The ketogenic diet is one of the fasted growing diet trends these days. It is a high fat diet where about 70% of the calories come from fat, 25% from protein and only 5% from carbohydrate. Through this way of eating, the body goes into a state of ketosis and utilizes fat to produce ketone bodies, which than provide an alternative energy for the body
The ketogenic diet was originally used as a treatment for epilepsy but by now, there are thousands of research articles on the ketogenic diet, showing positive effects on weight loss, mental performance, and a variety of modern diseases.
However, the effects of a ketogenic diet and our gut microbiome are less well understood. We know that the microbiome is extremely important for our overall health and well-being, which is why it is so important to understand how certain diets impact the microbiome.
Problems with most studies using high-fat diets
One reason high-fat diets are frowned upon is that in animal studies those diets are used to make the animals sick and studies on the microbiome are no different. Whenever you want to induce a gut dysbiosis in animals you put them on a “high fat diet”. [2, 3]
However the problem is that while animal research is certainly valuable in many areas, the results don’t necessarily apply to humans, especially in the case of a high-fat diet. 
Additionally, in animal and human research, the most common high-fat diets use highly processed and refined fats like corn and soybean oil. Nothing you would find in a ketogenic diet. 
What is most striking, however, is that in most studies, a high-fat diet usually still includes about 40% carbohydrates, which is not even close to a low-carb diet where the carbs are usually restricted to less than 20% of the calories. [5, 18]
So, let’s look at some studies where a proper ketogenic diet was used without high amounts of unhealthy fats or processed carbohydrates.
In a 2018 study, Olson and colleagues found the beneficial effects of a ketogenic diet on epileptic seizures are mediated by the gut microbiome. They found that specific microbes are increased on a ketogenic diet and that those species are necessary for an improvement of the neurotransmitter ratio of GABA to Glutamate, which protects against epileptic seizures.
What is most fascinating about this study is that researchers took antibiotic-treated mice and found that they are not protected against seizures even when fed a ketogenic diet but the protection could be restored via a transplantation of these beneficial bacteria. 
Another 16-week study looked at effects of a ketogenic diet on the gut microbiome composition and possible benefits on cognition in mice and found that the ketogenic diet could increase the relative abundance of beneficial gut bacteria (Akkermansia muciniphila and Lactobacillus), and reduced that of pro-inflammatory microbes (Desulfovibrio and Turicibacter). 
On the downside, the ketogenic diet decrease the overall microbial diversity, probably due to the low fiber intake.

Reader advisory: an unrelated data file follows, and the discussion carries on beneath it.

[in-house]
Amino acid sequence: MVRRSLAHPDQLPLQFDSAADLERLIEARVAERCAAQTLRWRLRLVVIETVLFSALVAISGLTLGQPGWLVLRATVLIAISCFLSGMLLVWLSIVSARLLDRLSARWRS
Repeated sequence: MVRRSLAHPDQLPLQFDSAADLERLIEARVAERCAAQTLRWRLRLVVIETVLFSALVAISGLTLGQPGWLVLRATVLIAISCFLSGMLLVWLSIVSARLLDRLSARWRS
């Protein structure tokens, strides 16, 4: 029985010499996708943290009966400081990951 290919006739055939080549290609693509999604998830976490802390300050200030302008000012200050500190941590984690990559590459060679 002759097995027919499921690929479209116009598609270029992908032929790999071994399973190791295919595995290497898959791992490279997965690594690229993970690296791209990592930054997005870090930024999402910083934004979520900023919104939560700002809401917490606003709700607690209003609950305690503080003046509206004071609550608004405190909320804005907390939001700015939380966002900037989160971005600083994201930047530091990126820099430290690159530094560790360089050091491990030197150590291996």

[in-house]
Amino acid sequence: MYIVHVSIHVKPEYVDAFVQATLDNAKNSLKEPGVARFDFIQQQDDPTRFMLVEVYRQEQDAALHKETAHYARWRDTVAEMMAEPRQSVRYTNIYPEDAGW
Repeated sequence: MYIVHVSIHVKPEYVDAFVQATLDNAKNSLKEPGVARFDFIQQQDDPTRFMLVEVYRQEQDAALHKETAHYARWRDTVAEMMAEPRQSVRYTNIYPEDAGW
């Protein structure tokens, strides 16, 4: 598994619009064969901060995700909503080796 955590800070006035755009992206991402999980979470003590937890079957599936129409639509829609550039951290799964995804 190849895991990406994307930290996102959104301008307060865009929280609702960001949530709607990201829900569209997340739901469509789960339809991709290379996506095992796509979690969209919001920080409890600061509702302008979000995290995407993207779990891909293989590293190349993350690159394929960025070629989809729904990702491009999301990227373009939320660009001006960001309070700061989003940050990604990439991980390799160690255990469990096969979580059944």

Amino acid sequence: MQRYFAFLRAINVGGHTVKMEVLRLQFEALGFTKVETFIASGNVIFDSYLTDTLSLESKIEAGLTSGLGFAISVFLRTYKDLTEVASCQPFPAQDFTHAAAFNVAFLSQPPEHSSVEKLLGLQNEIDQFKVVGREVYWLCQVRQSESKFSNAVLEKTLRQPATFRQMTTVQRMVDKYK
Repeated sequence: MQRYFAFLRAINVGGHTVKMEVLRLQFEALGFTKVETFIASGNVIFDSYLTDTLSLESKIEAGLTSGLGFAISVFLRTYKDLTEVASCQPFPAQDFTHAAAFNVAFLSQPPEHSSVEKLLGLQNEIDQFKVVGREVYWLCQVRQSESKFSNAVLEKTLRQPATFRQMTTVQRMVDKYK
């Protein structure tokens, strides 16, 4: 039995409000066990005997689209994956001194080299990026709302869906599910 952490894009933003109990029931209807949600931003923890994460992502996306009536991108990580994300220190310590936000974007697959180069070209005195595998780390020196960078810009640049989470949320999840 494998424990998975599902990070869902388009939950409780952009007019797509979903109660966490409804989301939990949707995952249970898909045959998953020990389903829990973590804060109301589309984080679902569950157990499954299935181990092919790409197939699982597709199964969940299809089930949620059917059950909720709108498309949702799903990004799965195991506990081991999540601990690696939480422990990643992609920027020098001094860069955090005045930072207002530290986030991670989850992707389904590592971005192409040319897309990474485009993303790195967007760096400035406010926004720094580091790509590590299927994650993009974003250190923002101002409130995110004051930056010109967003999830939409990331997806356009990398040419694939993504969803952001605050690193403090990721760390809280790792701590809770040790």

Studies on Humans
Even though bacterial composition can adapt rapidly to new eating patterns, it sometimes can take little bit to fully adjusted. 
This was also seen in a study published in 2017. Researchers analyzed the microbiome of patients with Multiple Sclerosis and found that it was overall reduced in diversity compared to healthy people and since the ketogenic diet shows promising results in reducing the severity of MS, they placed half the patients on a ketogenic diet. The researcher found that “the effects of a ketogenic diet were biphasic. In the short term, bacterial concentrations and diversity were further reduced. They started to recover at week 12 and exceeded significantly the baseline values after 23–24 weeks on the ketogenic diet.” 
“The ketogenic diet for 6 months completely restored the microbial biofermentation mass (in MS patients) and is an interesting interventional tool for prospective clinical studies.” 
Another study on children with epilepsy found that those children with epilepsy have higher amounts of pathogenic bacteria and that those harmful species could be pretty much replaced with beneficial bacteria after just a week on a ketogenic diet. 
On the other hand, a different study also revealed some potential negative effects of a ketogenic diet on the gut microbiome. A 2009 study by Brinkworth and colleagues found that people on a ketogenic diet produce significantly less short-chain fatty acids, which are putatively beneficial molecules, produced via the fermentation of fiber by bacteria. 
However, the participants on a ketogenic diet were only consuming 13 grams of fiber per day and while it is true, that it is easier to consume high amounts of fermentable fiber on high-carb diets, a ketogenic diet can still include a decent amount of fiber from vegetables, nuts and seeds.
When it comes down to the microbiome, we cannot yet be completely sure about the effects of a ketogenic diet. However, a ketogenic diet excludes all processed foods, refined carbohydrates and sugars and this by itself can have positive effects on the gut microbiome. [12-17]
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Anya Ellerbroek, The effects of ketogenic diets on the gut microbiome, JEN, 2018
Murphy et al., Influence of high-fat diet on gut microbiome: a driving force for chronic disease risk, Curr Opinion Clin Nutr Metab Care, 2015
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Magnussion et al., Relationship between diet-related changes in the gut microbiome and cognitive flexibility, Neuroscience, 2015
Olson et al., The Gut Microbiota Mediates the Anti-Seizure Effects of the Ketogenic Diet, Cell, 2018
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